What's the longest amount of time you would let it sit in the freezer before using? Is it days? weeks? longer?




A cake can freeze for up to six months and still be just as tasty as the day it was baked. thumbs_up.gif

ddaigle Posted 7 Jul 2010 , 12:29am

I'm with Win. I wrap while warm with my Sam's plastic wrap, then place in a ziplock and put in the freezer. I love baking ahead!

saapena Posted 7 Jul 2010 , 12:47am

I freeze my cakes after they are completely cool. I usually use three layers of plastic wrap (Costco), one of foil, and sometimes another layer of plastic (complete overkill I know). My cakes are always so nice and moist. This is so helpful when you are going to be tight on time--and even when you are not icon_biggrin.gif .

mamawrobin Posted 7 Jul 2010 , 2:53am

Yep. I agree. I freeze all of my cakes thumbs_up.gif

matthewkyrankelly Posted 7 Jul 2010 , 3:11am

Somewhere I picked up the theory that when you freeze, the ice crystals grow in the cake. The ice expands a little in the cake and makes tiny cuts in the cake - more tender. Could be some craziness there.

I personally feel that it evens out the moisture in the cake - no dry edges or anything. All good stuff for cakes.

I always freeze. I never adjust my torting, filing, icing schedule for a frozen cake. They thaw within minutes while working with them.

I f a customer asks if I freeze - "Yes. So you get better cake!"

jenscreativity Posted 7 Jul 2010 , 3:26am

if you freeze cakes, then how long do you have to wait to decorate them after?? Like one time, I froze mine,,then I decorated it cold,,then later, after decorated, I was told there was too much moisture in cake..like sopping wet cake..Do I thaw completely, then decorate?? I want to do this too, but don't' want a complaint of sopping wet cake either again.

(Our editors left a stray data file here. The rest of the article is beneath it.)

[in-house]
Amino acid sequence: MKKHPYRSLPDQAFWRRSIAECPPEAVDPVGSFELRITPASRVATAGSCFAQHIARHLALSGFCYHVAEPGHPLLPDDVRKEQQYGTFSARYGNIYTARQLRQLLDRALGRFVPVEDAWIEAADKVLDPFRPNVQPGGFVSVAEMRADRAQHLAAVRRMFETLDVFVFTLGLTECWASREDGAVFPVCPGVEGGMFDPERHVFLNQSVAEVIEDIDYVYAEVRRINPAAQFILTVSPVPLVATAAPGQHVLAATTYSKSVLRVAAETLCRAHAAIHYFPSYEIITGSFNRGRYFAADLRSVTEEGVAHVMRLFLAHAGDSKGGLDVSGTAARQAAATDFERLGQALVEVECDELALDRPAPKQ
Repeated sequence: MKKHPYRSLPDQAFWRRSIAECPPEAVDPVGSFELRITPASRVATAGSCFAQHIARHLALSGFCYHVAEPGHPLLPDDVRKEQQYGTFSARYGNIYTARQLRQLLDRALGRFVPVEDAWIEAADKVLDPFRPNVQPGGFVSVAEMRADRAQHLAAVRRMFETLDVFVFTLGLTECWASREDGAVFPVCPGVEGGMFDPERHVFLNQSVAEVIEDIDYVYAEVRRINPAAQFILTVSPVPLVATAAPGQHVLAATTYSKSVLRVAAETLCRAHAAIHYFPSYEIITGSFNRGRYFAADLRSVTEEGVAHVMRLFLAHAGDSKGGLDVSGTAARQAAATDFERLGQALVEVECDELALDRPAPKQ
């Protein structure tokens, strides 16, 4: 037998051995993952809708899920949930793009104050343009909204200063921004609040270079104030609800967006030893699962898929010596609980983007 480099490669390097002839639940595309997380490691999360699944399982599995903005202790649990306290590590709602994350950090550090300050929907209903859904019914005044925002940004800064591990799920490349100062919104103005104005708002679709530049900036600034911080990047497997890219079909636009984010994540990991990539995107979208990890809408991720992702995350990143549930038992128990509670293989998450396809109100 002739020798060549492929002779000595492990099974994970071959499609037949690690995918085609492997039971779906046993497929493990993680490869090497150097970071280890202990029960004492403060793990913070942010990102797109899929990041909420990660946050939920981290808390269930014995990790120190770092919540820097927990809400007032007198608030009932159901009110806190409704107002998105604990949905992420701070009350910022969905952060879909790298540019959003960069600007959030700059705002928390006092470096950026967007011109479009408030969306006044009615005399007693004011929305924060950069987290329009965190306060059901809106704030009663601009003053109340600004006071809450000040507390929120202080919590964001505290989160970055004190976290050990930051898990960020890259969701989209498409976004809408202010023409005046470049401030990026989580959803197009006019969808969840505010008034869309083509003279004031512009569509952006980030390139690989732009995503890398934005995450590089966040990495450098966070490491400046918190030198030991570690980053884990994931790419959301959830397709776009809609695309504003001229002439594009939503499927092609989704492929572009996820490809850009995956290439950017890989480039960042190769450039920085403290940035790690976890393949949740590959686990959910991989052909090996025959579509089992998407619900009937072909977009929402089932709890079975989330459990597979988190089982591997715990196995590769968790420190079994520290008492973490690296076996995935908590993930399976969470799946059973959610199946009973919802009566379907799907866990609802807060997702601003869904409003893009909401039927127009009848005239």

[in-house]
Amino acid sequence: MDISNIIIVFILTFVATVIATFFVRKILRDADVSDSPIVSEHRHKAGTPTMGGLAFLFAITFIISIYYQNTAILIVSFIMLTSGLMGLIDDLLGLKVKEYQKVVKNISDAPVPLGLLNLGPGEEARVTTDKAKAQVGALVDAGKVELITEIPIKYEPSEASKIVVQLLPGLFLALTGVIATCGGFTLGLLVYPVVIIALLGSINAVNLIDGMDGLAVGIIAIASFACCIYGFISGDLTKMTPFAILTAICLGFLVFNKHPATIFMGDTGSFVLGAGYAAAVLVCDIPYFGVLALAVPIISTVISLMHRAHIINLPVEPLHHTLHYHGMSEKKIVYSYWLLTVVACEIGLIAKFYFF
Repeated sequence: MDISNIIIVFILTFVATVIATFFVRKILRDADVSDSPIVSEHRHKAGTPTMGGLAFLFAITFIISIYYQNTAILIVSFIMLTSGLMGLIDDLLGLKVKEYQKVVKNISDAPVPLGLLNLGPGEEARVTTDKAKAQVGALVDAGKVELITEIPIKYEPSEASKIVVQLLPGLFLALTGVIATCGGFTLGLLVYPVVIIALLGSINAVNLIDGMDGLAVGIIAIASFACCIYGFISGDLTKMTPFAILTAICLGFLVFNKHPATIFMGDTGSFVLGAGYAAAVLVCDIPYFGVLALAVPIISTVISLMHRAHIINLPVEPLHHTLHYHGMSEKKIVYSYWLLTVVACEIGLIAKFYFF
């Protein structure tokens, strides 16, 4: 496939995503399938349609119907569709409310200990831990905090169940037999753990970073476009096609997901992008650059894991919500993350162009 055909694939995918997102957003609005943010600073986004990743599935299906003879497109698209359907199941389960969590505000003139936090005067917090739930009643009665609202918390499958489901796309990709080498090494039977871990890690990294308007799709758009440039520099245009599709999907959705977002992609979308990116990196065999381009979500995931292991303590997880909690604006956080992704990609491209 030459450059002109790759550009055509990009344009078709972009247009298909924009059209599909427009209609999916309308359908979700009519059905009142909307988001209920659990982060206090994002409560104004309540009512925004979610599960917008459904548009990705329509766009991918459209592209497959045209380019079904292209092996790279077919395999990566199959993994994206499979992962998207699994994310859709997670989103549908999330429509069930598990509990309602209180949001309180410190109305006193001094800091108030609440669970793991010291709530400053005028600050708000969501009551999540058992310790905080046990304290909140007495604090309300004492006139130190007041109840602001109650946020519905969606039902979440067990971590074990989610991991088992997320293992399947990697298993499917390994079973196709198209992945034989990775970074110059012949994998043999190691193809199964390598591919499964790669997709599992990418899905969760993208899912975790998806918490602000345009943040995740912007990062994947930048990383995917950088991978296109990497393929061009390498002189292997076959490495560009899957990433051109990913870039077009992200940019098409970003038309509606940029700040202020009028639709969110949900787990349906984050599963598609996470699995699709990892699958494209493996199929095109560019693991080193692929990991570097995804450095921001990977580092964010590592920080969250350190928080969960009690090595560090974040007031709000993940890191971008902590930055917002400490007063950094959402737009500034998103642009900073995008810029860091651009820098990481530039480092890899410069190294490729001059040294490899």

Thanks!

brooke05 Posted 7 Jul 2010 , 3:27am

wow! i discovered freezing cakes bc i was short on time for the 1st cake i did and after having such a moist cake - and being so superstitious about changing any methods when something turns out right - i decided to freeze every cake ahead of time! i have been getting weird looks when i tell people that i think that's why i have moist cakes - and - i guess there really is truth to my self discovery! awesome! now i will be able to give proof to those ppl that look grossed out by the fact that i freeze the cake before i decorate it!

Marianna46 Posted 7 Jul 2010 , 3:33am

I'm in the freeze while still warm camp. It's not a good idea to remove a cake from its pan while it's hot, because it breaks too easily, but after about 10 minutes, they're cool enough to turn out. I wrap them as soon as possible after that in a couple of layers of plastic wrap, put it in a ziplock bag (if it will fit, otherwise in foil) and stick it in the freezer for anywhere between 8 hours and six months. Does wonders for retaining moisture!

catlharper Posted 7 Jul 2010 , 3:35am

I bake, cool, torte then wrap each layer sepertately in press and seal and then stack the layers and wrap again. When ready to use I take them out of the freezer, fill, crumbcoat and then let it settle and come to room temperature for at least 3 hours then cover with final coat of buttercream or fondant. This helps to have no bulging, no blowouts and no bubbles in my fondant. It doesn't always prevent it but probably 90% of the time. I freeze all of my cakes and they are always very moist.

Cat

4realLaLa Posted 7 Jul 2010 , 3:35am

I hate to say it but... I told you so (just kidding). I don't freeze them just to freeze them but if I ever have to I know that they are delicious.

noahsmummy Posted 7 Jul 2010 , 3:45am

also makes it much much easier to carve if the cake is still semi frozen. =)

soledad Posted 7 Jul 2010 , 3:52am

When do you pour the sirop?? icon_confused.gif Before freezing or after thawing??
thank you.
CIAO

cakesrock Posted 7 Jul 2010 , 4:02am
Quote:
Originally Posted by catlharper

I bake, cool, torte then wrap each layer sepertately in press and seal and then stack the layers and wrap again. When ready to use I take them out of the freezer, fill, crumbcoat and then let it settle and come to room temperature for at least 3 hours then cover with final coat of buttercream or fondant. This helps to have no bulging, no blowouts and no bubbles in my fondant. It doesn't always prevent it but probably 90% of the time. I freeze all of my cakes and they are always very moist.